Satori Award 2010: Prodigal Son Bruce/Lee Porter

The Satori Award
In Zen Buddhism, satori is the moment of sudden enlightenment when the mind realizes its own true nature. The Satori Award, now in its fifith year, honors the beer that in a single instant allows the drinker to realize brewing magnificence. It is that moment when the sheer force of tastiness produces a flash of insight into the nature of beer. I award it for the beer released in the previous year (roughly) by an Oregon brewery (roughly) for a regular or seasonal beer. The inaugural winner was Ninkasi Believer followed by Full Sail Lupulin (2007), Cascade Apricot Ale (2008), and Upright Four (2009).


Trying to name a single best beer has been brutal the last few years. I have had to leave Deschutes Dissident, Double Mountain (pick one: IRA, Kolsh, Kriek, Vaporizor), and Hair of the Dog Blue Dot on the table--among many other good and great beers. This year it was a little different. I tried no beer that could compete with those beers or past winners. There just weren't many beers released. Many of the new beers came from new breweries, and new breweries rarely debut with world-class beers.

I did admire several beers quite a lot. The People's Choice winner, Deschutes Hop in the Dark, was the first CDA I actually enjoyed. Ninkasi's Maiden the Shade didn't revolutionize anything, but it was a really nice summer IPA. My local brewpub, Coalition, debuted with a nice red and an even nicer Loving Cup Maple Porter--a beer I've had a lot of pleasure drinking this fall and winter. Rogue made their best beer in years with Single Malt, an ale so mild it got little attention--but which perfectly showcased the brewery's new homegrown malt and hops. Block 15's first bottled release, Figgy Pudding, was a great effort at reproducing a strong English ale (call it an old ale or barleywine as you wish). And finally, nano-brewing Beetje impressed me with an elegant, understated saison called variously Urban Farmhouse or B-Side.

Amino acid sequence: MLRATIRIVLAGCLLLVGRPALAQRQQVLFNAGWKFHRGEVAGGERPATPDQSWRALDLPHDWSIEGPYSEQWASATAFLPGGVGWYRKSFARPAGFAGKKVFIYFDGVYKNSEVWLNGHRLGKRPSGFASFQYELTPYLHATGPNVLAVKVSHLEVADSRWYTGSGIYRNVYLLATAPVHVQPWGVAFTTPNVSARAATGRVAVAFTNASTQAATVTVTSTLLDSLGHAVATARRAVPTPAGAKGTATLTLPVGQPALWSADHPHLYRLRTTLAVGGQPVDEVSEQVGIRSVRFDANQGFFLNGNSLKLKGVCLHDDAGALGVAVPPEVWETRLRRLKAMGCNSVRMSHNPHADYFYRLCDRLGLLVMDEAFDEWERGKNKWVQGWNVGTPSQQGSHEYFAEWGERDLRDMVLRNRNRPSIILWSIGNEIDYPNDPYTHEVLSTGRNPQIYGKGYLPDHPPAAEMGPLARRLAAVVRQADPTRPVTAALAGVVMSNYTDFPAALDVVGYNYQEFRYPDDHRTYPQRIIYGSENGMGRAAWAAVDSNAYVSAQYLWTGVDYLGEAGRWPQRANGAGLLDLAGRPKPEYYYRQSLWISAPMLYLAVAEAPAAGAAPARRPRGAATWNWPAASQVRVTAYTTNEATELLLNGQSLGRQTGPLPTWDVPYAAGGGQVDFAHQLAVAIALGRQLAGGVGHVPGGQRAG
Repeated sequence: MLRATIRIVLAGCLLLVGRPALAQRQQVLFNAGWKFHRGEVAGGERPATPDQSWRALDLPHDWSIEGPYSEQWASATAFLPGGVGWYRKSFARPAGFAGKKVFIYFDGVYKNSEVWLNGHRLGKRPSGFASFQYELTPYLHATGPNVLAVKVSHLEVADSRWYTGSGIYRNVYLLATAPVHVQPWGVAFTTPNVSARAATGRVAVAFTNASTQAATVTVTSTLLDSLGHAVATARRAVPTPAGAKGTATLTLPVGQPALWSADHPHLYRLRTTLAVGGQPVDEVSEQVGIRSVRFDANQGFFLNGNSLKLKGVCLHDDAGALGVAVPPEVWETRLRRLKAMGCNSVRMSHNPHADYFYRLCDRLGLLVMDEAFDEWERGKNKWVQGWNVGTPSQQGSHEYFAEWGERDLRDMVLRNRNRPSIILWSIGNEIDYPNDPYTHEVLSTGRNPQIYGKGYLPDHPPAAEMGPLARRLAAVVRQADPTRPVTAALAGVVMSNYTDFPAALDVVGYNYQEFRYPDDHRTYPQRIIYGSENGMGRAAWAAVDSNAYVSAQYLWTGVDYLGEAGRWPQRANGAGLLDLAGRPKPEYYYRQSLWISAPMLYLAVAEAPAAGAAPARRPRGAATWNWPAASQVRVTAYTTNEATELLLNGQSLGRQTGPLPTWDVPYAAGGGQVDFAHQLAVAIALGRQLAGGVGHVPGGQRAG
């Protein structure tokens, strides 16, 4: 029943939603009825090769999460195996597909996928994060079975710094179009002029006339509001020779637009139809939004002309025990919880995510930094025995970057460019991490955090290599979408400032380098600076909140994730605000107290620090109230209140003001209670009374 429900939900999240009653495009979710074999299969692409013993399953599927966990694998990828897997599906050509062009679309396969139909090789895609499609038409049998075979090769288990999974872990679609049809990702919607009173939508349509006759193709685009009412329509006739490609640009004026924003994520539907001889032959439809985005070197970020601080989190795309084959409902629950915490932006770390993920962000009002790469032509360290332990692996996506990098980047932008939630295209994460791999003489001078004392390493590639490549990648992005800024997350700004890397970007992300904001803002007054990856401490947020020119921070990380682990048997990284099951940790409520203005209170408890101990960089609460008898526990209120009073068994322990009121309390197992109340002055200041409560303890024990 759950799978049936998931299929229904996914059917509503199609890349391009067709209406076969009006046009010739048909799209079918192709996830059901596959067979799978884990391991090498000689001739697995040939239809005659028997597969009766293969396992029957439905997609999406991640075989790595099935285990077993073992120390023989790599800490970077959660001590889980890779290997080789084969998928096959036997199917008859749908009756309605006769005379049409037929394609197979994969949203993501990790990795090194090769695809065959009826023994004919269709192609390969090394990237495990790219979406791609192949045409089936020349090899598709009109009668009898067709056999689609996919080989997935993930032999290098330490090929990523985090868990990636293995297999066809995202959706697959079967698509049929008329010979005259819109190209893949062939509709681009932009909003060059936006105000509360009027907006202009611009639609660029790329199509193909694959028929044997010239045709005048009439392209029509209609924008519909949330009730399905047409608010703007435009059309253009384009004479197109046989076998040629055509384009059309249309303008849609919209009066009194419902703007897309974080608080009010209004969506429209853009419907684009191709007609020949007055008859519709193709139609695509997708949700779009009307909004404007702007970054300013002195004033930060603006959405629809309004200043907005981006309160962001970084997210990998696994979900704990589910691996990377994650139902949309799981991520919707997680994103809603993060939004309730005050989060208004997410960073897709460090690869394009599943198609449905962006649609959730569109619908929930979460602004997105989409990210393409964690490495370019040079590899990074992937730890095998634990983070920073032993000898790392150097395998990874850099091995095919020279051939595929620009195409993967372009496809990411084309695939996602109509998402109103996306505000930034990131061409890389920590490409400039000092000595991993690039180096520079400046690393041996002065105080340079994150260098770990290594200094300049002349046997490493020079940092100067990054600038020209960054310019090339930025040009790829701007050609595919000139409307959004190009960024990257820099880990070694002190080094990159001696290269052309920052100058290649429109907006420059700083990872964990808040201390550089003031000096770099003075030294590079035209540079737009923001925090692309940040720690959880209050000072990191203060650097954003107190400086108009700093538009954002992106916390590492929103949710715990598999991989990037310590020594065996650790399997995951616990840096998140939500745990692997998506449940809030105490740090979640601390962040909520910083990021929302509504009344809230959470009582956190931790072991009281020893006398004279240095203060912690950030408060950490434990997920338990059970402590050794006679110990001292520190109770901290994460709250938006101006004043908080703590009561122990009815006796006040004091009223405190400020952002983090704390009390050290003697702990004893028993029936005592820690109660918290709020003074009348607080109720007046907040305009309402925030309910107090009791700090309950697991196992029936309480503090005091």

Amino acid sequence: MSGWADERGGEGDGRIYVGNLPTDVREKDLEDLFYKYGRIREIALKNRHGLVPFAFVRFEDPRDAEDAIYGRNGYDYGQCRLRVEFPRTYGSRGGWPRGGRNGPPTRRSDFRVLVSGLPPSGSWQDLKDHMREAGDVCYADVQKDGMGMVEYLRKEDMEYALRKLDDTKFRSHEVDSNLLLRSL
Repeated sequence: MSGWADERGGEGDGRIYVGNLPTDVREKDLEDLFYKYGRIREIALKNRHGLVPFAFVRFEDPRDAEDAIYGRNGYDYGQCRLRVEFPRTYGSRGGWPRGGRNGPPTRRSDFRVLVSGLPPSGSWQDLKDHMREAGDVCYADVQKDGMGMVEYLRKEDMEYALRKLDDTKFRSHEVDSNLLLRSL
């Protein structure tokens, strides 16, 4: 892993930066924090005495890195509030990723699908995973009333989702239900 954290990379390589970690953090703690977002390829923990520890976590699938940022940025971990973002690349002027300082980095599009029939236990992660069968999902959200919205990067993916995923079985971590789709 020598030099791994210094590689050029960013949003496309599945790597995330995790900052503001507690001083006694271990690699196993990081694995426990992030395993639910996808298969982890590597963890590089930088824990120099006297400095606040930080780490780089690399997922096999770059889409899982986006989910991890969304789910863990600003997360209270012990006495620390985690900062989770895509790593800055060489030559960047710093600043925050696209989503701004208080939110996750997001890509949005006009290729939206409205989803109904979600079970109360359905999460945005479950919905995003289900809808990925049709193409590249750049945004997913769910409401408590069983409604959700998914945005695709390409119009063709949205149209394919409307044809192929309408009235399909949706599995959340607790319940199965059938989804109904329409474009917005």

The next cut were those I actively considered for the Satori--my short list. I oscillated among each of these beers and I could make the case for each of them, but of course there can be only one. So first, the two that just missed the cut.

Cascade Noyeaux
First, a guy who might as well pitch a tent on the short list--Ron Gansberg. He constantly has something new in the hopper, but a few of his experiments grow to become regulars in his ever-expanding line-up. Noyeaux is effectively a sister beer to the '08 Satori winner Cascade Apricot Ale. It's made on a similar base of port-aged, strong blond ales (blended, as are all the Cascade sours) and includes the kiss of raspberries. The key ingredient, however, comes from the pits left over from the Apricot Ale.

I learned about the special ingredient a year ago when I visited the brewery. Ron showed me how he was repurposing the discarded pits. Employing a high-tech process, Ron removes the meat from inside the pits and adds it to the Noyeaux. (Actually, the process involves a hinged lever device and a lot of grunting, and then results in an explosion of pit-shrapnel.) That meat, later toasted, tastes like almonds, however (it's even used in amaretto syrups), and so does the resulting Noyeaux. Cascade's most-coveted beers are aged on bourbon casks, but I like the ones that come off wine and port barrels. The flavors meld more naturally with fruits and nuts and allow the sour to wash over them. You can take the Vlad; leave me the Noyeaux.